Puujee (father of my favourite Mongolian family) noted to me that he thought the reason that the truck driver had attempted to cross the Tuul gol (Tuul River) there rather than using that rickety bridge was not for fear of the bridge falling, but rather a desire to get to the other side of the Tuul gol as quickly as possible to sit and drink vodka. So, as you can see, we have some heavy machinery to move the truck and at the same time, the foreman is there as well, supervising the process.
In the meantime, folks are still fishing from the bridge.
We had gone here once before. Unfortunately, the first time we came here, I did not have my digital camera with me. We were trying to decide where to go last Sunday and my favourite Mongolian family suggested coming back to here as I had mentioned wanting to photgraph the bridge. They also noted that as summer was rapidly departing, it would be better to do it now whilst the weather was still OK.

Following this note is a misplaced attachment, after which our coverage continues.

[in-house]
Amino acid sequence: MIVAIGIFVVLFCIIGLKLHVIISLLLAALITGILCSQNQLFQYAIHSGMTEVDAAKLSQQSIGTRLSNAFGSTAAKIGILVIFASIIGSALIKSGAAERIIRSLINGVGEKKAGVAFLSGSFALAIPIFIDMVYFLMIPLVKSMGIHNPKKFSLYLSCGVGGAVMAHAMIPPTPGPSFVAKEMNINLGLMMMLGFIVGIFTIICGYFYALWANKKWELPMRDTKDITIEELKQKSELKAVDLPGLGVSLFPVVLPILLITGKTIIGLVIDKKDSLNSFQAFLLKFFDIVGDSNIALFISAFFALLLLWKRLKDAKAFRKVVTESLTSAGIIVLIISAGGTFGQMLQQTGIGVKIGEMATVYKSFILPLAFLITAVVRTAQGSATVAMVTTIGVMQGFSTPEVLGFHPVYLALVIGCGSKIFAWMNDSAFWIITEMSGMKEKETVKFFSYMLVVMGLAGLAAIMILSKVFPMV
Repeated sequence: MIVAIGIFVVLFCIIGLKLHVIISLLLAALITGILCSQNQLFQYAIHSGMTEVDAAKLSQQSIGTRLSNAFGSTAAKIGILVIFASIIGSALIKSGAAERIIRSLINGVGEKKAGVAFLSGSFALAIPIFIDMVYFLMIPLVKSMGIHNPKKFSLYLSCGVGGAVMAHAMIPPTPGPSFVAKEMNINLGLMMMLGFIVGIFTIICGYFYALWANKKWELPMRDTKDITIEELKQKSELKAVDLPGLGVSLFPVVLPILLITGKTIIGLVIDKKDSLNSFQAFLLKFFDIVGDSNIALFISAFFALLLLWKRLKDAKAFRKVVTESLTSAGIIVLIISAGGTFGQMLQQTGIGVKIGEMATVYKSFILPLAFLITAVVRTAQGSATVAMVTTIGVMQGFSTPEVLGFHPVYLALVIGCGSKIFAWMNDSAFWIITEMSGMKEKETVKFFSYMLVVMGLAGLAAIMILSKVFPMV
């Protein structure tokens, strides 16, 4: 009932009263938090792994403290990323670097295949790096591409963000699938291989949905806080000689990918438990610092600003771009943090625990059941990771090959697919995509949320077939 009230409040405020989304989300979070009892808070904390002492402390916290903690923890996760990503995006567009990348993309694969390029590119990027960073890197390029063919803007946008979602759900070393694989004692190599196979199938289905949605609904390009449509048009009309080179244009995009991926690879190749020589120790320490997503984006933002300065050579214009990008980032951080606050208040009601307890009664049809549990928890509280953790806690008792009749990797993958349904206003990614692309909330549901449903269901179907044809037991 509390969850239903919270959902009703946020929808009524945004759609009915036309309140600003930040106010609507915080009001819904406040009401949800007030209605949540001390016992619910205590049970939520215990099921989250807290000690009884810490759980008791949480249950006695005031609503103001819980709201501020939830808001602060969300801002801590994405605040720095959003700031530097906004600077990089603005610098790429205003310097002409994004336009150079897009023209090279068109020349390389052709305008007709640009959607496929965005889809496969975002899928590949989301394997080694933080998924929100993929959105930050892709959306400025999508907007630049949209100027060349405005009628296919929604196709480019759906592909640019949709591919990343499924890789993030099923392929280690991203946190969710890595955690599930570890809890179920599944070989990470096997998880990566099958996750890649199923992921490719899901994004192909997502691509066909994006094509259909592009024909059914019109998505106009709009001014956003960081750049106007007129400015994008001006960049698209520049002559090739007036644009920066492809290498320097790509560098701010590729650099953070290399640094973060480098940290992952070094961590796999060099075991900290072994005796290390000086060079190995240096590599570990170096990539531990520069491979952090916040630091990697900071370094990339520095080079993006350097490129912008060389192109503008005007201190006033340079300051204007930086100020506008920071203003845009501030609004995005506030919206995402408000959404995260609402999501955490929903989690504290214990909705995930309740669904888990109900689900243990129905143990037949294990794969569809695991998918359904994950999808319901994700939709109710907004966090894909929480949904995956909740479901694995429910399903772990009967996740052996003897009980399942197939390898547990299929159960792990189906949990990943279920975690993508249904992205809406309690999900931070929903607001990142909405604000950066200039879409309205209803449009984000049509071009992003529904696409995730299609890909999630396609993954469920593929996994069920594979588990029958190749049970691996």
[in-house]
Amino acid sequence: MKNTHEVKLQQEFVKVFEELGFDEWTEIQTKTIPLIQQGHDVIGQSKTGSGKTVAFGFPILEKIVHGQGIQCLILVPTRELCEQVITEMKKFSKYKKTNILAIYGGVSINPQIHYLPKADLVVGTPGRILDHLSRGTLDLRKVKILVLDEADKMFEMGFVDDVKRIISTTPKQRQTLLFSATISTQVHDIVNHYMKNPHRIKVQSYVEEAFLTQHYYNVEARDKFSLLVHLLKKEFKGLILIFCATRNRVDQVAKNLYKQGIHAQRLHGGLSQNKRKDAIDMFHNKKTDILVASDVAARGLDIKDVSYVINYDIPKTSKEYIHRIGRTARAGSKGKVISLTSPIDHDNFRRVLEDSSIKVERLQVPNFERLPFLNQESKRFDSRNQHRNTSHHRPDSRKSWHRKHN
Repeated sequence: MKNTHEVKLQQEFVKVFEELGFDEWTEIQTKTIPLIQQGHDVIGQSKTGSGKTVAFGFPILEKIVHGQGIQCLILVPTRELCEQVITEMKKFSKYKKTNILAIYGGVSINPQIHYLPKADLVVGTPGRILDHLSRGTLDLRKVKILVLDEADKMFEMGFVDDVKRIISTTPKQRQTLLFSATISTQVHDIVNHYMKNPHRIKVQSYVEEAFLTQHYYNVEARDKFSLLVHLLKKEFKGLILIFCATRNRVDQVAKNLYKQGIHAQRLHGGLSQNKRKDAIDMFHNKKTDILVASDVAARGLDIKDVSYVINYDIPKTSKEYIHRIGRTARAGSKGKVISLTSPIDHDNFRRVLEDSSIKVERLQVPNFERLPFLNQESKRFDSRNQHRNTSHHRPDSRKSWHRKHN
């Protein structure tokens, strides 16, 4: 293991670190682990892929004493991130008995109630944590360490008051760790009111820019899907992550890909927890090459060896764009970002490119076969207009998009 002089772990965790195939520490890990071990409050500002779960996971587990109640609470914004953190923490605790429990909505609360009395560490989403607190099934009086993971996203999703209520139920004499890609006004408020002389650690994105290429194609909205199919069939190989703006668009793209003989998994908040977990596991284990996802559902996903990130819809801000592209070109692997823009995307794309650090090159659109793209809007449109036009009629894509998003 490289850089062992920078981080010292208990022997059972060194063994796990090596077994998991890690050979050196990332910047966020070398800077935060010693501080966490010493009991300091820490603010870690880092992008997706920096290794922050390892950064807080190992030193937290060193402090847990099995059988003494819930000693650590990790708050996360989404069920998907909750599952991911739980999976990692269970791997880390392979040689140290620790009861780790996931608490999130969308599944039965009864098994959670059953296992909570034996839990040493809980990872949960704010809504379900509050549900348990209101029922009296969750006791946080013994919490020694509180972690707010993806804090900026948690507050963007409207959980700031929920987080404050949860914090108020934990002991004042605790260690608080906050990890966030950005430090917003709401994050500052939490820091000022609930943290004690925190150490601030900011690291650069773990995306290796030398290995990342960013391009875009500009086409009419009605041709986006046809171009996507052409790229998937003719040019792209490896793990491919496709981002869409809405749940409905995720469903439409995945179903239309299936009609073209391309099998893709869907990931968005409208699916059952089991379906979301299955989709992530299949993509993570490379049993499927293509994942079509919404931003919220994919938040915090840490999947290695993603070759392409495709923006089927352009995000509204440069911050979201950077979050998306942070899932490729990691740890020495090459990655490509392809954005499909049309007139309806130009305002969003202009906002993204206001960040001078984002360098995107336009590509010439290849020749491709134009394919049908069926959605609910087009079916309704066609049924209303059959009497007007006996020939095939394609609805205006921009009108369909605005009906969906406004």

So, we went out there again and I managed to get stung by nettles (Khalgai) – as well as getting terribly drunk on vodka. Must suggest to famly that vodka is perhaps not the best drink for Thomo on picnics.
There is a picture of the bridge with this blog. Yes, it looks that dilapidated in real life. We have driven across the bridge twice and I have walked over it now – it is as rickety as it looks and the whole bridge shakes and wobbles when vehicles drive over it.
I will do a separate website, perhaps elsewhere in Thomo’s Hole Proper, devoted to the bridges of Mongolia. Having seen a couple now I shall keep photographing them.